The way the power is created, delivered and put down on the road has been engineered to give the new Civic e:HEV a strong driver and performance feel and they have added an acoustic engine sound to enhance that. The suspension has a sportier feel without losing comfort and the whole bodyframe is stiffer.
As a C-segment car its closest rival is the Toyota Corolla but it’s broadly a challenger to the Volkswagen Golf and Ford Focus as well.
So what’s it like? In short, very good.
First Drive Views
Honda has raised its game and the challenge to rivals with their 11th generation Civic e:HEV.
The C-sector five-door hatchback is roomier than the version it replaces and is mechanically simpler.
A new highly developed and sophisticated 2.0 litre petrol engine is coupled to an electric continuously variable transmission which does not have conventional gears and the two have been fine-tuned to work at their optimum for performance, economy and refinement.
A new suspension system holds it all on the road and is comfortable but capable of being pushed by an enthusiastic driver.
Inside the Civic e:HEV looks a class above its category with clean lines, good textured controls and very clear instruments with minimum distractions for the driver.
Seats were extremely comfortable and had good adjustment range on the front pair, good room and were nicely shaped.
Headroom was good throughout but some taller people may find the legroom a bit short in the back. Seats have an offset split to progressively raise the luggage capacity to a maximum 1220 litres.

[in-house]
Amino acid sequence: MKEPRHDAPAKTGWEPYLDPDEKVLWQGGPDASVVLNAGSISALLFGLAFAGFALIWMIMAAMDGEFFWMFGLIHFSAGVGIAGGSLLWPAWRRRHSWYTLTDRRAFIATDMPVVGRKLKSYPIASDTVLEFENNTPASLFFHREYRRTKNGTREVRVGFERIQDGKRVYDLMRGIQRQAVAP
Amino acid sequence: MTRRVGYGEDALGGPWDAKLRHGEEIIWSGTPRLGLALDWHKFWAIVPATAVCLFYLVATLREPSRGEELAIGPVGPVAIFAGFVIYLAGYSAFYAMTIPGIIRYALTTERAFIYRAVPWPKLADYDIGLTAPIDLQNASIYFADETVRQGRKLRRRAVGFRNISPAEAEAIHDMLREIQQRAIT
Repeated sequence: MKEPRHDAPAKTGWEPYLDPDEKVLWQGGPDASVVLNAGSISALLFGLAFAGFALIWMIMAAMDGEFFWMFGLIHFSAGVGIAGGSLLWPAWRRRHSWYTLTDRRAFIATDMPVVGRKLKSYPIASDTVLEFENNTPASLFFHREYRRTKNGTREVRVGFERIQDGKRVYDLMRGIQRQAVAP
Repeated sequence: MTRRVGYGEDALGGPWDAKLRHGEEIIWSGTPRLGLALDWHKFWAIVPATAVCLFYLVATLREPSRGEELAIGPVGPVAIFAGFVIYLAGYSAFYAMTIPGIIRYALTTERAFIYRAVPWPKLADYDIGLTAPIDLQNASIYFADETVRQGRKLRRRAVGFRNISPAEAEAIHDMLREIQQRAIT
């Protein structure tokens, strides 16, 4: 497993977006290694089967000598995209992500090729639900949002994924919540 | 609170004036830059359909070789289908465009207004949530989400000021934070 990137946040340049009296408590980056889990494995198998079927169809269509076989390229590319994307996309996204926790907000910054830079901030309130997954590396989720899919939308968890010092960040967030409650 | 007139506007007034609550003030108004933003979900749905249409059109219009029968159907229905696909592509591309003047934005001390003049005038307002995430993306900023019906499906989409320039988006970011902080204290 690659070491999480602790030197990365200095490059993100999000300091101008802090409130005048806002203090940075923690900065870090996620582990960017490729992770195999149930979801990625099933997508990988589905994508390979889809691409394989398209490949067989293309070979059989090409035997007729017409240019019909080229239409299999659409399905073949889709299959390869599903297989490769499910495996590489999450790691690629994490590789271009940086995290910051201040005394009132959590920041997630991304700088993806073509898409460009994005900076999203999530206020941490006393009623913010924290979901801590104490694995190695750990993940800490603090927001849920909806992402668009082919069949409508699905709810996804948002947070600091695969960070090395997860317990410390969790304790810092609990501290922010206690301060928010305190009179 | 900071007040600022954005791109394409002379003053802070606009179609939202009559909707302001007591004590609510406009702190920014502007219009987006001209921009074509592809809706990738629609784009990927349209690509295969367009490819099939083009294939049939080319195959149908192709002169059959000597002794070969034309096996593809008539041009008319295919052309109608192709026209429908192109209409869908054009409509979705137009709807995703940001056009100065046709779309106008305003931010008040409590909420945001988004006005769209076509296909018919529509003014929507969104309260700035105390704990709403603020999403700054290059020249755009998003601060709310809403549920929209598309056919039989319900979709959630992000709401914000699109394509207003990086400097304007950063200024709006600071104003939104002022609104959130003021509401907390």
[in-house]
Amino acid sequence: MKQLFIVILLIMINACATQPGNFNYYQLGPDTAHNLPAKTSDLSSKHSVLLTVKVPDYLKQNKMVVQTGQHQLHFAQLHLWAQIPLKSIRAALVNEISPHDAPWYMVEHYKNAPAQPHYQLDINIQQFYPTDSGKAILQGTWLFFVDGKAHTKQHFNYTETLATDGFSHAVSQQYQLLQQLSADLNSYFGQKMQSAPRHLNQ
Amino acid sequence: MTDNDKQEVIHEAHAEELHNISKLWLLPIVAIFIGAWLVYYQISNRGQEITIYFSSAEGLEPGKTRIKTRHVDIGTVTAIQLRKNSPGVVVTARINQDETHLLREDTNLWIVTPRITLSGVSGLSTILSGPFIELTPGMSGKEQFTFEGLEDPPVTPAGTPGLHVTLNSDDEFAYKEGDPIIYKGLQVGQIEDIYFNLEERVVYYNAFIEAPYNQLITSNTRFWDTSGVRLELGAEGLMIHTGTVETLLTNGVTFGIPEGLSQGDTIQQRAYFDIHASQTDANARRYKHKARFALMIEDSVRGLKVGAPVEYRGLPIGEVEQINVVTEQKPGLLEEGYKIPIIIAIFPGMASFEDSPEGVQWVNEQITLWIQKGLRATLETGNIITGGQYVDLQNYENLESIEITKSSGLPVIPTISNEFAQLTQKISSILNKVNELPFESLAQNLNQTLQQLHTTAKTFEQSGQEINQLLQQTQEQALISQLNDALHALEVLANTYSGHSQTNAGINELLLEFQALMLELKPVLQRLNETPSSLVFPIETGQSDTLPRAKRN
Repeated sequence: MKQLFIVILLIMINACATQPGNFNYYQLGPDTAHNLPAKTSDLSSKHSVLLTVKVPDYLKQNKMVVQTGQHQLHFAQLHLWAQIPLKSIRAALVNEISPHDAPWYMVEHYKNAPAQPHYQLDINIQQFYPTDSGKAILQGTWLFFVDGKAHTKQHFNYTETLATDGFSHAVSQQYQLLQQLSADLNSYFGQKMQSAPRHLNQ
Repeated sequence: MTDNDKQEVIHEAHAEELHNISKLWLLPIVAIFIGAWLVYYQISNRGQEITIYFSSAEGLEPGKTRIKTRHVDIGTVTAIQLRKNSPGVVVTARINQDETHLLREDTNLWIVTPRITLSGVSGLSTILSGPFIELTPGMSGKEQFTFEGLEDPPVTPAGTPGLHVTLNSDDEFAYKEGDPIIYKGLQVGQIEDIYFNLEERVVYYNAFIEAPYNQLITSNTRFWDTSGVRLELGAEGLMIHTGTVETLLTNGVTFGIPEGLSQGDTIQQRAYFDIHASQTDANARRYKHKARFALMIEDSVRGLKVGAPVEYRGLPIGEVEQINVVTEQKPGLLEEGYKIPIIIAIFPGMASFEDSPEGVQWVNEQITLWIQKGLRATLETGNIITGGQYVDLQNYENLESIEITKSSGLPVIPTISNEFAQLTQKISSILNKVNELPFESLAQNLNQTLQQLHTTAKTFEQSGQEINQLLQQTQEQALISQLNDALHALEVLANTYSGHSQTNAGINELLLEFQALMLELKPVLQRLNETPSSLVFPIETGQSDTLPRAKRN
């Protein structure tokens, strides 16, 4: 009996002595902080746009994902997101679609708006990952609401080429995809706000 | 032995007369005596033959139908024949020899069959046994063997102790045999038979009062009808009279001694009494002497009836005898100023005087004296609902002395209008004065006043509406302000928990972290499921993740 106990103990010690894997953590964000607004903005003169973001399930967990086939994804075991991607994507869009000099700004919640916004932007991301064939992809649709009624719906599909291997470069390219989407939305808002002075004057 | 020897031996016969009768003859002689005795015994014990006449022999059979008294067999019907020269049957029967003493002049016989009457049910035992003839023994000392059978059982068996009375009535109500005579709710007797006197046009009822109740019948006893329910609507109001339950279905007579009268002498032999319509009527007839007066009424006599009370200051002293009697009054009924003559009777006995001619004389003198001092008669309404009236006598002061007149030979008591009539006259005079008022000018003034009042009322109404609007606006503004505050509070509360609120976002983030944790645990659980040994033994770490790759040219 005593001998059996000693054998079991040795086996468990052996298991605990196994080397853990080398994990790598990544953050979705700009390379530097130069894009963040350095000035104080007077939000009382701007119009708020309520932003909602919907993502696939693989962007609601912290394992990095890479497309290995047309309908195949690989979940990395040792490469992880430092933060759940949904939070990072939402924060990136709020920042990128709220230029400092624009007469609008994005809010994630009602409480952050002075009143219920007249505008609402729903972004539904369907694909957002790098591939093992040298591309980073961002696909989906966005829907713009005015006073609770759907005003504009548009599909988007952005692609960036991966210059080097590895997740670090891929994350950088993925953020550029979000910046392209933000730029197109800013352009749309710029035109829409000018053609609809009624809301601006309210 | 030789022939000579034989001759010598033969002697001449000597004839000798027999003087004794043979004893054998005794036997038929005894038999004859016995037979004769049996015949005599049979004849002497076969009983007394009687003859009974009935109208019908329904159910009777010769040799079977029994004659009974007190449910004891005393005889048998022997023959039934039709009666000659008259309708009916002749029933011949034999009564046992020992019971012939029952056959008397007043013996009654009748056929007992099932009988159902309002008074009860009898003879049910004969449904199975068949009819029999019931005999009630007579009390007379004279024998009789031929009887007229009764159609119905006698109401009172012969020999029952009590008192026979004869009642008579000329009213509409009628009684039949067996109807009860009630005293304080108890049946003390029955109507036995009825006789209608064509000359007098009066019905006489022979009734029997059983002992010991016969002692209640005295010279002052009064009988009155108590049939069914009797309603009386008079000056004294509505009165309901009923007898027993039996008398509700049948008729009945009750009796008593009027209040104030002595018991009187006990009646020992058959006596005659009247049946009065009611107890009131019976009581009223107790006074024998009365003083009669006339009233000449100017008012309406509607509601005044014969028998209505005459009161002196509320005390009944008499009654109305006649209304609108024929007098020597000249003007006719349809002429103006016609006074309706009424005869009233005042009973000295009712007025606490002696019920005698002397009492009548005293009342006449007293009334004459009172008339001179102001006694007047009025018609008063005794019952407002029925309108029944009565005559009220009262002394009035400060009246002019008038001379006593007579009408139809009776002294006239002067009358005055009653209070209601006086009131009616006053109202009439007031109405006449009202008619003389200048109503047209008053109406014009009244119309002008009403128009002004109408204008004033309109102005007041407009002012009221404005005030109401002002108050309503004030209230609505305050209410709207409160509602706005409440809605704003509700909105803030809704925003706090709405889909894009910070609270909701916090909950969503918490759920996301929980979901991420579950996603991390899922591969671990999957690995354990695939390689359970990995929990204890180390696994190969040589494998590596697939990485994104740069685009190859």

Access was good throughout and the low waistline and deep windows give the cabin a bright appearance as well as reduce blindspots but you have sensors and a reversing camera as standard. There is no sunroof on the two lower grades, but a decent sized glass panel on the top Advance grade, which also gets heated steering wheel and intelligent headlights among its trim items.
Behind the wheel, the acceleration begins with electric assistance, silent and swift, and the system decides when it needs to bring in the petrol engine, so hums in the background if extra urge is needed before switching to the internal combustion engine for longer motorway journeys.
Honda has incorporated regenerative braking so energy is pushed back to the traction battery when slowing. It all works very well and without the concern of range anxiety of pure evs..
Everything comes together very well from a driver’ viewpoint with good minor controls, clear instruments, responsive powertrain and well weighted steering, compliant suspension and strong brakes. There is little to dislike.
The latest Honda Civic e:HEV has been 50 years in the making, but that’s time very well spent judging by the result on the road today.
Honda Civic e:HEV Sport 5-door hatchback
Price: £31,220, inc. options
Mechanical: 2.0 litre 143ps petrol 4cyl engine with 184ps electric motor & electric transmission to front wheels
Max Speed: 112mph
Combined MPG: 57.7
Insurance Group: 28
C02 emissions: 113 g/km
Tax costs: Bik rating27%, VED £180FY, £155SR
Warranty: 3yrs/ 90,000 miles
Size: L4.56m, W1.81m, H1.41m
Bootspace: 415 to 1220 litres
For: Extremely smooth and responsive powertrain, good grip, economical, roomy infront, very comfortable seats, good instruments, few blindspots, self-charging hybrid so not subject to possible future power cuts or inflated electricity charging costs.
Against: Road rumbles over some surfaces, only adequate rear legroom, small oddments spaces. By Robin Roberts Miles Better News Agency